The defeat of California Prop 37, which would have required labels on food products that contain GMOs, hasn't discouraged labeling advocates.
If anything, it has emboldened them and added momentum to the movement, which is becoming a national campaign - organizers in 30 states are now working on initiatives to require GMO labels.
California's referendum was narrowly defeated (51.8%-48.2%), even though the opposition spent more than $46 million, 10 times that of GMO labeling advocates. But it brought national attention to the issue.
Analysis of the election results reveals the proposition lost among early voters (almost half of Californians voted early) and won among those who voted on election day. It looks like the advantage went to labeling opponents because they had the money to launch their TV ads early. Advocates couldn't get on the air until late October, losing those early voters.
In Washington state, where San Juan County passed a ban barring planting of GMOs, activists are gathering signatures to get I-522 (The People's Right to Know Genetically Engineer Food Act) on the 2013 ballot. They need another 100,000 signatures in addition to the 230,000 they've already collected by December 31.
Unlike California's measure, the Washington referendum has strong support from local farmers, ranchers and dairies – both organic and conventional. Its strong network of natural food advocates are fueling interest and another big plus is that the state's new Governor Jay Inslee is a long-term supporter of GMO labeling and organic agriculture.
There's even a chance that it could be passed into law without requiring a referendum. Sign up here if you would like to help collect signatures.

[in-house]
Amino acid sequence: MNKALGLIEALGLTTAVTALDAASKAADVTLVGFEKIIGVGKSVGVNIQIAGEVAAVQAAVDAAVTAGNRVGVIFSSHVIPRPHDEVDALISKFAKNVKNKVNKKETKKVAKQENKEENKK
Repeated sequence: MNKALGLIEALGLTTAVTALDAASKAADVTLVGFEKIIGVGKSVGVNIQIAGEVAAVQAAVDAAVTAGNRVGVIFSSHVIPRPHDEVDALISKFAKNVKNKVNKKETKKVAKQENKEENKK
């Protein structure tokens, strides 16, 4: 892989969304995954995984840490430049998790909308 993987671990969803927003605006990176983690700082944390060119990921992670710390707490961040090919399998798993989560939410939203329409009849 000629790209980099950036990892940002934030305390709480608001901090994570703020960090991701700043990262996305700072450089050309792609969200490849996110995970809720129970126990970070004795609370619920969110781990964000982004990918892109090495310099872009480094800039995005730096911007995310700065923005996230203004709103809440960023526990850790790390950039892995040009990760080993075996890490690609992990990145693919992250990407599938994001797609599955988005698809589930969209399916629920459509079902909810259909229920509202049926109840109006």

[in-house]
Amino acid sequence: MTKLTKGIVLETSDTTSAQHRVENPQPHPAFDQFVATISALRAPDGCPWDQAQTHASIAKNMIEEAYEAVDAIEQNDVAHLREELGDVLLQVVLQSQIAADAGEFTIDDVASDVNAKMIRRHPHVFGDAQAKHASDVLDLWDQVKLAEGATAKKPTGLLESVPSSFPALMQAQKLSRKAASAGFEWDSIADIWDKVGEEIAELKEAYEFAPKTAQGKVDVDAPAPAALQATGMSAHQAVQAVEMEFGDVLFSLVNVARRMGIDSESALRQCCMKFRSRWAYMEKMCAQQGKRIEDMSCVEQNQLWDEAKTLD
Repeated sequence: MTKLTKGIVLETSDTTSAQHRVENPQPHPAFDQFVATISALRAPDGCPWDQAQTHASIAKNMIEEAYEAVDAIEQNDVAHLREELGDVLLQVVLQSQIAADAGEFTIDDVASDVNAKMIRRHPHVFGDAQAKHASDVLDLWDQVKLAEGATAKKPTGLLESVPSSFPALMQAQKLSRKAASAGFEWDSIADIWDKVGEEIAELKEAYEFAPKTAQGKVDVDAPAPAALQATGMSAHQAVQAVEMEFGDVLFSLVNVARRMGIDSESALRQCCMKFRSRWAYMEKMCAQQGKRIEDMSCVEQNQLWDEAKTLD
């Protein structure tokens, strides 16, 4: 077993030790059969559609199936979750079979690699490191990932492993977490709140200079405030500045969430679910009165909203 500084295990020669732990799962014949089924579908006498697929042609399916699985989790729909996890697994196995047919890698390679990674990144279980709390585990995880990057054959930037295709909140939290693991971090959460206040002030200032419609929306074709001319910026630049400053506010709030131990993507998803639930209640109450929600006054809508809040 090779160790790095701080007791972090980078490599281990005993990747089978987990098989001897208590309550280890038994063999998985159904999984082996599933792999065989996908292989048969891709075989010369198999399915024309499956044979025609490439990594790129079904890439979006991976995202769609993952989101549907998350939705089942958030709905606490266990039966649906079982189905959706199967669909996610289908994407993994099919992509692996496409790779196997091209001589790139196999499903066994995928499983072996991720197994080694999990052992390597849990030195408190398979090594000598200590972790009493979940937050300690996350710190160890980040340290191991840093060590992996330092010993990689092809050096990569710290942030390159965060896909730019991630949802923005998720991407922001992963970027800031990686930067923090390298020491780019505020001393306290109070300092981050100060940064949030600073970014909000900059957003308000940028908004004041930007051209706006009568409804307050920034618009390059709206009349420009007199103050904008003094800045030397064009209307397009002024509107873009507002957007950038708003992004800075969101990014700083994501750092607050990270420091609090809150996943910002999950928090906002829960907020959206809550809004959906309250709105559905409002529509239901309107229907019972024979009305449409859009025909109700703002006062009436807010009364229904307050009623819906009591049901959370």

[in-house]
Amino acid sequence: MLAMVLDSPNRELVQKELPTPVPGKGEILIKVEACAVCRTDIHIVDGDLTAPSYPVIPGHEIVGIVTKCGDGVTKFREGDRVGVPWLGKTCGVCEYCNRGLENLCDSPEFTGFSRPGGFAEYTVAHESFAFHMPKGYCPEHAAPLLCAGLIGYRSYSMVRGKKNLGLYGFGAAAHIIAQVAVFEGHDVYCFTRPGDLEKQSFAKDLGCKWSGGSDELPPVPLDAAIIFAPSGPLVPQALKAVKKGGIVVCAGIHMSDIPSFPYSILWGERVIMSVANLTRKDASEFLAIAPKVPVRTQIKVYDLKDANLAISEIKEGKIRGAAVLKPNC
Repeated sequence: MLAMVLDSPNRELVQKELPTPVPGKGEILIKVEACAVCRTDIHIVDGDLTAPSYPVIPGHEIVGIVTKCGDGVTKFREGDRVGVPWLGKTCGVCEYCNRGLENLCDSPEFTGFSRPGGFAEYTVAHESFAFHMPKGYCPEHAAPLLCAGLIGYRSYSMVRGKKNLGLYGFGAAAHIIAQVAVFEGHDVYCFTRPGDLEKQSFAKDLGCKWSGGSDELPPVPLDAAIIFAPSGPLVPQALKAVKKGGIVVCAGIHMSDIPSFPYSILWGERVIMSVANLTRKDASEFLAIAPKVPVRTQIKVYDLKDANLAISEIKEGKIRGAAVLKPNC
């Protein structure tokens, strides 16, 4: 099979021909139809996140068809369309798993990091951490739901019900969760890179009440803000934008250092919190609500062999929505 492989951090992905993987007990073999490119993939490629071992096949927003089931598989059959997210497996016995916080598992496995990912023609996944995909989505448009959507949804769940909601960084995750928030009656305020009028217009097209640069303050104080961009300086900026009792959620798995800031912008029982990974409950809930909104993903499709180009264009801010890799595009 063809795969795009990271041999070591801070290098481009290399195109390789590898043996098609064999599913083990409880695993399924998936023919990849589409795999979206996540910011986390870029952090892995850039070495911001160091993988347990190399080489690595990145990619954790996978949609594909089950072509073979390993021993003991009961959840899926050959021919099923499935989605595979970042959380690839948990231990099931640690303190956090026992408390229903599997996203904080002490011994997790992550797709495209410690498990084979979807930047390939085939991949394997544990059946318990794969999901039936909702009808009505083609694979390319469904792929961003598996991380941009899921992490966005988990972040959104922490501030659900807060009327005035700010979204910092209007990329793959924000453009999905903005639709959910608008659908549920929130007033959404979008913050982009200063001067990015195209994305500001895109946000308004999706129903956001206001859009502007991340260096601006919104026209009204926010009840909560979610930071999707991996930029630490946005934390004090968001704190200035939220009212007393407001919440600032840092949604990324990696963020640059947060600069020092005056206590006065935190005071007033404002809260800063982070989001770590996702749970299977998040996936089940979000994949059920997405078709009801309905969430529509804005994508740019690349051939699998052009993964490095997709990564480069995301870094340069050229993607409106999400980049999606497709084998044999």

Read about Washington's campaign.
In Vermont, organizers are preparing for round two of the state's fight to introduce GMO labeling. An earlier effort was thwarted by Monsanto's threat to sue the state – the new bill anticipates this and is written to withstand those threats.
“This is about our fundamental right to know how our food is produced," says Andrea Stander, director of Rural Vermont. "The corporate-led campaign against labeling food that has been genetically engineered represents an enormous threat to the integrity and diversity of our food sources. This multi-state coalition will focus and coordinate the power of ordinary citizens to overcome corporate control of our food system.”
It wasn't just Monsanto, DuPont and Dow that ponied up millions to defeat California's labeling initiative. Nearly half of the $46 million came from multinational food and beverage companies that own iconic organic and natural brands.
"A third of the largest food processing companies purchased organic brands between 1997-2007, and half introduced organic versions of their conventional food brands," says Food & Water Watch Executive Director Wenonah Hauter. "Over the past decade, every link in the organic food chain, from purchasing to processing to distribution to retail, has been dominated by a small number of huge corporations."
Hundreds of thousands of people are hounding these companies on their Facebook pages, calling their customer service phone numbers, and boycotting their products.
PepsiCo (Donated $2.5M): Naked Juice, Tostito's Organic, Tropicana Organic
Kraft (Donated $2M): Boca Burgers, Back to Nature
Safeway (Member of Grocery Manufacturers Association, which donated $2M):O Organics
Coca-Cola (Donated $1.7M): Honest Tea, Odwalla
General Mills (Donated $1.2M): Muir Glen, Cascadian Farm, Larabar
Con-Agra (Donated $1.2M): Orville Redenbacher's Organic, Hunt's Organic, Lightlife, Alexia
Kellogg's (Donated $791k): Kashi, Bear Naked, Morningstar Farms, Gardenburger
Smuckers (Donated $555k): R.W. Knudsen, Santa Cruz Organic
Unilever (Donated $467k): Ben & Jerry's
Dean Foods (Donated $254k): Horizon, Silk
, White Wave
Some are flocking to resources such as the Non-GMO Project, which has verified 764 products that are GMO-free – there were almost 200 new enrollment inquires in October alone. Others are using information resources like Fooducate's mobile app that can be used to research the GMO status of many foods.
Read the report, The Economic Cost of Food Monopolies: